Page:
Admission, Redemption Unlikely in Wake of Mitchell Report

Roger Clemens. Andy Pettitte. Miguel Tejada. The players named in Senator George Mitchell’s 400-page report on steroid use in Major League Baseball range from Cy Young Award winners and MVPs to marginals and also-rans. Their common bond? They may be cheaters who now have a cloud of doubt and dishonesty hanging over them.

So what’s next for these individuals? If any are, indeed, guilty of such indiscretions, someone could start by admitting fault and taking responsibility for their actions. I appeared live on WWJ-AM Newsradio 950 this week with Greg Bowman, prior to the report’s release Thursday, to discuss “rehabbing” a reputation.

At Tanner Friedman, we always counsel our clients in crisis communications situations not to lie. Think how many instances of high-profile indiscretions, in time, largely go away when someone (a) admits fault (b) apologizes and shows contrition and (c) takes some sort of corrective action. We are a forgiving society. Even Michael Vick will someday be “reborn.”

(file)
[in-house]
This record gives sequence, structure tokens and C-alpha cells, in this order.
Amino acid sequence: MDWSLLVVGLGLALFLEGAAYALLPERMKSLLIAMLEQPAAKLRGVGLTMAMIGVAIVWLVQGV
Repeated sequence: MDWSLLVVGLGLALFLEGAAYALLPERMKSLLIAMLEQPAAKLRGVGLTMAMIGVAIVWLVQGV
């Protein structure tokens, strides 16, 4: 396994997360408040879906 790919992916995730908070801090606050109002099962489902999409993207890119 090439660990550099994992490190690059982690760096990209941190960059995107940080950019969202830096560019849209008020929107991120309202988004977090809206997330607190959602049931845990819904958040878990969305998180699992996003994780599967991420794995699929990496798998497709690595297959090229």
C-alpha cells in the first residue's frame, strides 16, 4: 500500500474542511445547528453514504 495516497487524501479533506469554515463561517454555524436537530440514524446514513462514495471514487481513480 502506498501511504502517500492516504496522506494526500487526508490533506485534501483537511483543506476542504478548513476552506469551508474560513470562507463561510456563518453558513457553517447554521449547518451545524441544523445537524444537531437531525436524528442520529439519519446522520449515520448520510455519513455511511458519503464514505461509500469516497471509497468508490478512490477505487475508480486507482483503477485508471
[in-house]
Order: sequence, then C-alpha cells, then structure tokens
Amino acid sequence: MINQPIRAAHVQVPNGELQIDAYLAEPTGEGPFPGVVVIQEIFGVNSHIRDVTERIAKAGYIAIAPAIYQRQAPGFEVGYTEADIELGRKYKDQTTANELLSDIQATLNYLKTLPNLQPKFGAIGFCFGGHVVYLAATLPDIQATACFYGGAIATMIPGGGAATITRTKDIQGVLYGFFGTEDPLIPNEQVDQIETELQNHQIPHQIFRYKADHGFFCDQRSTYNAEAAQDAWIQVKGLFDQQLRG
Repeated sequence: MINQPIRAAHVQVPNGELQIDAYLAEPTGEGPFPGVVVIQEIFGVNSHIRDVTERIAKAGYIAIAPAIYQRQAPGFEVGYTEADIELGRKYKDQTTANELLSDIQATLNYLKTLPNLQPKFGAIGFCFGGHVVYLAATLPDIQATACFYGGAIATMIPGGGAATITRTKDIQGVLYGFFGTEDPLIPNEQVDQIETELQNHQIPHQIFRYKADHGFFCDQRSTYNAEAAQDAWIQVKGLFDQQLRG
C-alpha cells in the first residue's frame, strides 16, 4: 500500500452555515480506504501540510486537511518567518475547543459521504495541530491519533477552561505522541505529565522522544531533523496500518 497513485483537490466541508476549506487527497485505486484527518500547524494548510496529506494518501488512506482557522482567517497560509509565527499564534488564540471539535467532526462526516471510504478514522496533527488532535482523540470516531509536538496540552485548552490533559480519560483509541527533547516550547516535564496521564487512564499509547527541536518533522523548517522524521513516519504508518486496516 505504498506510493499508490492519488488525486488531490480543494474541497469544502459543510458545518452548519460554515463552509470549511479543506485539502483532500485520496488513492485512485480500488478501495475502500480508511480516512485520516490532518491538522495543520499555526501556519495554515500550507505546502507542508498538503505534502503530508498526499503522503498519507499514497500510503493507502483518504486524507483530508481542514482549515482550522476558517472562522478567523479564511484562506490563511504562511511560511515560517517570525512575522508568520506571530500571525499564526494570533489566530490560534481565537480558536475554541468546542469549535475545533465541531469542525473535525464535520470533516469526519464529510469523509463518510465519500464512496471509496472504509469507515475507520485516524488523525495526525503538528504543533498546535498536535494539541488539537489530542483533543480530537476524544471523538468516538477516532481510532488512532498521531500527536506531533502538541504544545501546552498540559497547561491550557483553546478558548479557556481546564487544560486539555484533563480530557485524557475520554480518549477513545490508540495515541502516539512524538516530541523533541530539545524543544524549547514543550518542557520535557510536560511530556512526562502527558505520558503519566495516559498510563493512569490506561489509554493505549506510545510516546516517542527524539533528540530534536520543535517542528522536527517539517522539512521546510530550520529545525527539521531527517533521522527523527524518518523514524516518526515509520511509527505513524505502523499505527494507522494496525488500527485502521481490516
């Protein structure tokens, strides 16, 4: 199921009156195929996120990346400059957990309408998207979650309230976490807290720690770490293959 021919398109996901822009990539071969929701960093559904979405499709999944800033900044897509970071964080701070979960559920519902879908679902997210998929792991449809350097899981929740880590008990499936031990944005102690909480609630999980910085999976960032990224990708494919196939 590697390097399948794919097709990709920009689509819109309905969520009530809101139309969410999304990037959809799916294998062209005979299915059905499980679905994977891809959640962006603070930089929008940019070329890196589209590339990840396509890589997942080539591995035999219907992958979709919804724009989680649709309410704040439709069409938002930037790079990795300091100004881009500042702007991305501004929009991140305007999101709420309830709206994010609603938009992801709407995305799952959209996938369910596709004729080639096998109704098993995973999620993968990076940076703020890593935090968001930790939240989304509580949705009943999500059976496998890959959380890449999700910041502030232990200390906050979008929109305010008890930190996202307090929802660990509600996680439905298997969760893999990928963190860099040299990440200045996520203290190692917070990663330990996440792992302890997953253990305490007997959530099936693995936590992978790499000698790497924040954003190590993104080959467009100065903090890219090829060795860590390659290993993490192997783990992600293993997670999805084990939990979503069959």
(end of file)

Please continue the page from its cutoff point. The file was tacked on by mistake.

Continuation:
In this case, it appears, there will only be denials and smoke and mirrors. Already, the reputations and motivations of the accusers, also named in the Mitchell Report, are being questioned and discredited by players and their agents. Is this lying? Not necessarily. On the other hand, has anyone named in this report stepped forward, looked the fans directly in the eye and said: “I have never, ever taken steroids or performance enhancing drugs, period!”? The players’ silence in this matter, could, in time, mirror their absence from the halls of Cooperstown.